Lordy, there are MORE tapes!
The Daily Beast is reporting that professional reality show villain Omarosa Manigault-Newman secretly taped Donald Trump during her time in the Oval Office as Director of Communications for the Office of Public Liaison. Her new book "UNHINGED: An Insider's Account of the Trump White House" comes out next week.
Multiple sources with direct knowledge of the situation tell The Daily Beast that Omarosa Manigault-Newman, the infamous former Apprentice star who followed Trump to the White House, secretly recorded conversations with the president—conversations she has since leveraged while shopping her forthcoming “tell-all” book, bluntly titled UNHINGED.
For months, it has been rumored that Manigault had clandestinely recorded on her smartphone “tapes” of unspecified private discussions she had in the West Wing. Audio actually does exist, and even stars Manigault’s former boss.
Good thing Trump only picks the best, most loyal and trustworthy people.
Omarosa Secretly Recorded Trump—And Played the Audio for People, Sources Say [Lachlan Markay, Asawin Suebsaeng, Maxwell Tani/Daily Beast] [Photo: Timothy A. Clary/AFP/Getty Images] Read the rest
Pretty logical place to hide, if you ask me.
Secret Service agents grabbed Martese Maurice Edwards today when he showed up for work at the White House, where he worked as a private contractor for the WH National Security Council.
A man by that same name is wanted for attempted first-degree murder in Prince George’s County, Maryland.
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The DC-based transparency group Property of the People successfully sued the White House to force it to disclose its visitor logs; now, in collaboration with Propublica, those logs are online as a free, searchable database.
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On Jimmy Kimmel Live, former White House Press Secretary Sean Spicer talked about his work with the Trump administration. In this 20-minute long interview, Kimmel gets Spicer to talk about how he got the job in the first place, his thoughts on Donald Trump's tweets, how he felt about Melissa McCarthy's portrayal of him, and more. Read the rest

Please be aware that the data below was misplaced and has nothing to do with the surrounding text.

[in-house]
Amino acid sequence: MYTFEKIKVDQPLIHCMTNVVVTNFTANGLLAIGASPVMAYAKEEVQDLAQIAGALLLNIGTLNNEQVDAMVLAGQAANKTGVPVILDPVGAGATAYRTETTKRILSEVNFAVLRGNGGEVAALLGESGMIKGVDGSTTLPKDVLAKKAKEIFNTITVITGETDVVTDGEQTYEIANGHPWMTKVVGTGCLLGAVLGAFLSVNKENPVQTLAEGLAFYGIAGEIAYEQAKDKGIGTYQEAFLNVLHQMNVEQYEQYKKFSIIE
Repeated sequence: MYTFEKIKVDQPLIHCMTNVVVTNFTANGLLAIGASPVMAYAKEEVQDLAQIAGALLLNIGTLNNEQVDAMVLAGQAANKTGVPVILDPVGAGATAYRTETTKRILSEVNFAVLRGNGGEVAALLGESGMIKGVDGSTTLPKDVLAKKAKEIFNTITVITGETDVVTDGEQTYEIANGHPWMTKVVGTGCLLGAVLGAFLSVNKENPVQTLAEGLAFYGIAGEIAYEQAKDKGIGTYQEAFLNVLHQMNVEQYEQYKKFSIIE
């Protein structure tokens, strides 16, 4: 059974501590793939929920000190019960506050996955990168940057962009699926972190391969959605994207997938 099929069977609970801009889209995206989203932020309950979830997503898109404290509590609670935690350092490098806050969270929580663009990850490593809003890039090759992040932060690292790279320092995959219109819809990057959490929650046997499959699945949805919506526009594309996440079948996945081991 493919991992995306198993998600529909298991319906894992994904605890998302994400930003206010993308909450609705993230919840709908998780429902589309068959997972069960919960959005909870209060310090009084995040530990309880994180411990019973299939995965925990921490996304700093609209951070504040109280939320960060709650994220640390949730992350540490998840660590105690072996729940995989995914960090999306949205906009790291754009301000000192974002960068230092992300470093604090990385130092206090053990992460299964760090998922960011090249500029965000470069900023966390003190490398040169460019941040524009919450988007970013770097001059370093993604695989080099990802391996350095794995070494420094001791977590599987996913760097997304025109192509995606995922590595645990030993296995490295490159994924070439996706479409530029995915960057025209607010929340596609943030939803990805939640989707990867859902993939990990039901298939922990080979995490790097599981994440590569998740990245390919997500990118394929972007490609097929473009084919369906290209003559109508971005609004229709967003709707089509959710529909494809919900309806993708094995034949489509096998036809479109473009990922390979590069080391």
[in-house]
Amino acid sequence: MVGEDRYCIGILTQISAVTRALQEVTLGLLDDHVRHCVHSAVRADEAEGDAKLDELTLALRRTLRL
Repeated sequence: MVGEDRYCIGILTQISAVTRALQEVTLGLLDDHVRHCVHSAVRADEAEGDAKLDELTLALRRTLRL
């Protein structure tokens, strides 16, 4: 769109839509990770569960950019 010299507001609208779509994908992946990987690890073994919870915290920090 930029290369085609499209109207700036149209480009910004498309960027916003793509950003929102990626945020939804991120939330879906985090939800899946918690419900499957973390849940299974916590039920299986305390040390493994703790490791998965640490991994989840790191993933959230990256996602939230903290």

The US Office of Government Ethics has silently reversed its longstanding policy banning anonymous "gifts" to White House employees who have started legal defense funds after being accused of malfeasance. Read the rest
Michael "Rands" Lopp spotted something beautiful about this White House photo: everyone in it who doesn't have the word "president" in their job title has been fired.
Only the best people.
Here's the season 1 winner of the blunder games, as shot by Jonathan Ernst with Reuters. Read the rest
That's wild, you can't even see all the new listening devices. Read the rest
Bravo, CNN artist Bill Hennessy.
CNN equated the briefing to a Supreme Court argument -- an on-the-record event at which cameras are banned.
Hennessy has been a Washington-based courtroom sketch artist for decades. He has covered a wide range of cases, including the Clinton impeachment proceedings, terror suspect trials, and Guantanamo Bay detainee hearings. He worked for CNN at the Supreme Court on Thursday.
Hennessy's presence highlighted the significant change in White House access that has taken place recently.
Press secretaries for Democratic and Republican presidents have held on-camera briefings on a regular basis for the past quarter century. But the Trump White House has been cutting back on the frequency and the length of on-camera briefings.